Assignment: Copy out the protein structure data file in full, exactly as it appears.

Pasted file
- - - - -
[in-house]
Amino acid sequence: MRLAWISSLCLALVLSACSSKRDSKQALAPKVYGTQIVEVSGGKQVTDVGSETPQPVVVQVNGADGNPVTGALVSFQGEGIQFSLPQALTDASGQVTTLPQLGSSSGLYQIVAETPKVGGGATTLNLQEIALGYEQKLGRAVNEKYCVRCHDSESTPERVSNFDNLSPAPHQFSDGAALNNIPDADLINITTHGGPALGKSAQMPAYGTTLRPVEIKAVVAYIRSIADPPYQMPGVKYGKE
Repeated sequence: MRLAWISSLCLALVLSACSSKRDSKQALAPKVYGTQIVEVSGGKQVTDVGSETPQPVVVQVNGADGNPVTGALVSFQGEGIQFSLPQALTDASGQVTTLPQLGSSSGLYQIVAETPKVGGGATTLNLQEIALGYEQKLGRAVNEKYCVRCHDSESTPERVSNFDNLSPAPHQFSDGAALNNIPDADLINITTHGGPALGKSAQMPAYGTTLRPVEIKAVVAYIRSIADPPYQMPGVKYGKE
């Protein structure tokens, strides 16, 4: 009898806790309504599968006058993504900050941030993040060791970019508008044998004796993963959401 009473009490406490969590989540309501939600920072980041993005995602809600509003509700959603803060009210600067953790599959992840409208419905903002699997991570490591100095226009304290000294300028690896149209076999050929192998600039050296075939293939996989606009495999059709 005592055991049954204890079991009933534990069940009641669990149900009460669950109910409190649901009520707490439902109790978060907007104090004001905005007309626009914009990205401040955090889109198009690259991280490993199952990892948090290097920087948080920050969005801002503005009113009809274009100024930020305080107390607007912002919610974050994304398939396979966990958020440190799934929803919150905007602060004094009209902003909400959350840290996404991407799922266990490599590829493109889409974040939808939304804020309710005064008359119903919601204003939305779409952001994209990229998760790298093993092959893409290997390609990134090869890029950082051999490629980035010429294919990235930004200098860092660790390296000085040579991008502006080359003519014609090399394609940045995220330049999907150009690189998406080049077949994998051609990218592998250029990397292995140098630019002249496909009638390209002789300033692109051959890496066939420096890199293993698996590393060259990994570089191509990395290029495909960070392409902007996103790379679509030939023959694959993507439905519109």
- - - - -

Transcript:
[in-house]
Amino acid sequence: MRLAWISSLCLALVLSACSSKRDSKQALAPKVYGTQIVEVSGGKQVTDVGSETPQPVVVQVNGADGNPVTGALVSFQGEGIQFSLPQALTDASGQVTTLPQLGSSSGLYQIVAETPKVGGGATTLNLQEIALGYEQKLGRAVNEKYCVRCHDSESTPERVSNFDNLSPAPHQFSDGAALNNIPDADLINITTHGGPALGKSAQMPAYGTTLRPVEIKAVVAYIRSIADPPYQMPGVKYGKE
Repeated sequence: MRLAWISSLCLALVLSACSSKRDSKQALAPKVYGTQIVEVSGGKQVTDVGSETPQPVVVQVNGADGNPVTGALVSFQGEGIQFSLPQALTDASGQVTTLPQLGSSSGLYQIVAETPKVGGGATTLNLQEIALGYEQKLGRAVNEKYCVRCHDSESTPERVSNFDNLSPAPHQFSDGAALNNIPDADLINITTHGGPALGKSAQMPAYGTTLRPVEIKAVVAYIRSIADPPYQMPGVKYGKE
């Protein structure tokens, strides 16, 4: 009898806790309504599968006058993504900050941030993040060791970019508008044998004796993963959401 009473009490406490969590989540309501939600920072980041993005995602809600509003509700959603803060009210600067953790599959992840409208419905903002699997991570490591100095226009304290000294300028690896149209076999050929192998600039050296075939293939996989606009495999059709 005592055991049954204890079991009933534990069940009641669990149900009460669950109910409190649901009520707490439902109790978060907007104090004001905005007309626009914009990205401040955090889109198009690259991280490993199952990892948090290097920087948080920050969005801002503005009113009809274009100024930020305080107390607007912002919610974050994304398939396979966990958020440190799934929803919150905007602060004094009209902003909400959350840290996404991407799922266990490599590829493109889409974040939808939304804020309710005064008359119903919601204003939305779409952001994209990229998760790298093993092959893409290997390609990134090869890029950082051999490629980035010429294919990235930004200098860092660790390296000085040579991008502006080359003519014609090399394609940045995220330049999907150009690189998406080049077949994998051609990218592998250029990397292995140098630019002249496909009638390209002789300033692109051959890496066939420096890199293993698996590393060259990994570089191509990395290029495909960070392409902007996103790379679509030939023959694959993507439905519109």